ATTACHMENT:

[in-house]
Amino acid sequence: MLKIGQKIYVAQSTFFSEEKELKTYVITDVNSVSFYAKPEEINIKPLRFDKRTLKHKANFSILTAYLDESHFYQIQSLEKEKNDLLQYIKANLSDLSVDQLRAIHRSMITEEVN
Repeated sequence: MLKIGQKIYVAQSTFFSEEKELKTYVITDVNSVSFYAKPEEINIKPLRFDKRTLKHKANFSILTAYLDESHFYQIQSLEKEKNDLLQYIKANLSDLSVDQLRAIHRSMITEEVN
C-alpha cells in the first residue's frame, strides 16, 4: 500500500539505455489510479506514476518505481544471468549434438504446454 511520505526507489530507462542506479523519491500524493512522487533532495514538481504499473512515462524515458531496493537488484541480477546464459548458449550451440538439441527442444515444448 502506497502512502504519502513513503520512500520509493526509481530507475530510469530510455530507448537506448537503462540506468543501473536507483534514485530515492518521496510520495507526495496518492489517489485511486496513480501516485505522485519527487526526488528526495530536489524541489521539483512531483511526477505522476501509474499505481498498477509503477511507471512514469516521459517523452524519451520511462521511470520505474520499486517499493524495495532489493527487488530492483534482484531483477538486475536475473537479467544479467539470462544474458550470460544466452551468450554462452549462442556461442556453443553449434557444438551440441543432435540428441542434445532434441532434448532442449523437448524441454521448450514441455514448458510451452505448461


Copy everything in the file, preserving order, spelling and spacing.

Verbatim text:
[in-house]
Amino acid sequence: MLKIGQKIYVAQSTFFSEEKELKTYVITDVNSVSFYAKPEEINIKPLRFDKRTLKHKANFSILTAYLDESHFYQIQSLEKEKNDLLQYIKANLSDLSVDQLRAIHRSMITEEVN
Repeated sequence: MLKIGQKIYVAQSTFFSEEKELKTYVITDVNSVSFYAKPEEINIKPLRFDKRTLKHKANFSILTAYLDESHFYQIQSLEKEKNDLLQYIKANLSDLSVDQLRAIHRSMITEEVN
C-alpha cells in the first residue's frame, strides 16, 4: 500500500539505455489510479506514476518505481544471468549434438504446454 511520505526507489530507462542506479523519491500524493512522487533532495514538481504499473512515462524515458531496493537488484541480477546464459548458449550451440538439441527442444515444448 502506497502512502504519502513513503520512500520509493526509481530507475530510469530510455530507448537506448537503462540506468543501473536507483534514485530515492518521496510520495507526495496518492489517489485511486496513480501516485505522485519527487526526488528526495530536489524541489521539483512531483511526477505522476501509474499505481498498477509503477511507471512514469516521459517523452524519451520511462521511470520505474520499486517499493524495495532489493527487488530492483534482484531483477538486475536475473537479467544479467539470462544474458550470460544466452551468450554462452549462442556461442556453443553449434557444438551440441543432435540428441542434445532434441532434448532442449523437448524441454521448450514441455514448458510451452505448461